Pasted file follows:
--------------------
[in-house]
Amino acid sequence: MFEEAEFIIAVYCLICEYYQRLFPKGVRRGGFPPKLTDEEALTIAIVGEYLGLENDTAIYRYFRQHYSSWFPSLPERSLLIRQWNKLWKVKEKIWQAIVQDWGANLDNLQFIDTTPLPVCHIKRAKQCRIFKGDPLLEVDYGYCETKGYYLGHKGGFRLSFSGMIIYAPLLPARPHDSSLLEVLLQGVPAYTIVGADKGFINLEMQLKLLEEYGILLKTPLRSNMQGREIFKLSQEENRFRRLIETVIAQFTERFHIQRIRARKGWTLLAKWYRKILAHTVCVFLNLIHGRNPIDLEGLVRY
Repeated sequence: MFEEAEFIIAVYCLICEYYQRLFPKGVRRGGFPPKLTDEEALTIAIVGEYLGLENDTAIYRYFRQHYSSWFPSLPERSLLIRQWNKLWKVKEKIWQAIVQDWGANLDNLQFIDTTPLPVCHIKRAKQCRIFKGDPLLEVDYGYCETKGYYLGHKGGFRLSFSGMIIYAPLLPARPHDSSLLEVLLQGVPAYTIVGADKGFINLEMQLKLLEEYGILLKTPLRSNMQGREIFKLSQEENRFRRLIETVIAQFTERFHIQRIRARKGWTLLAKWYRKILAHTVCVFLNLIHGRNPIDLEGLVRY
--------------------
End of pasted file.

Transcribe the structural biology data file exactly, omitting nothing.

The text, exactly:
[in-house]
Amino acid sequence: MFEEAEFIIAVYCLICEYYQRLFPKGVRRGGFPPKLTDEEALTIAIVGEYLGLENDTAIYRYFRQHYSSWFPSLPERSLLIRQWNKLWKVKEKIWQAIVQDWGANLDNLQFIDTTPLPVCHIKRAKQCRIFKGDPLLEVDYGYCETKGYYLGHKGGFRLSFSGMIIYAPLLPARPHDSSLLEVLLQGVPAYTIVGADKGFINLEMQLKLLEEYGILLKTPLRSNMQGREIFKLSQEENRFRRLIETVIAQFTERFHIQRIRARKGWTLLAKWYRKILAHTVCVFLNLIHGRNPIDLEGLVRY
Repeated sequence: MFEEAEFIIAVYCLICEYYQRLFPKGVRRGGFPPKLTDEEALTIAIVGEYLGLENDTAIYRYFRQHYSSWFPSLPERSLLIRQWNKLWKVKEKIWQAIVQDWGANLDNLQFIDTTPLPVCHIKRAKQCRIFKGDPLLEVDYGYCETKGYYLGHKGGFRLSFSGMIIYAPLLPARPHDSSLLEVLLQGVPAYTIVGADKGFINLEMQLKLLEEYGILLKTPLRSNMQGREIFKLSQEENRFRRLIETVIAQFTERFHIQRIRARKGWTLLAKWYRKILAHTVCVFLNLIHGRNPIDLEGLVRY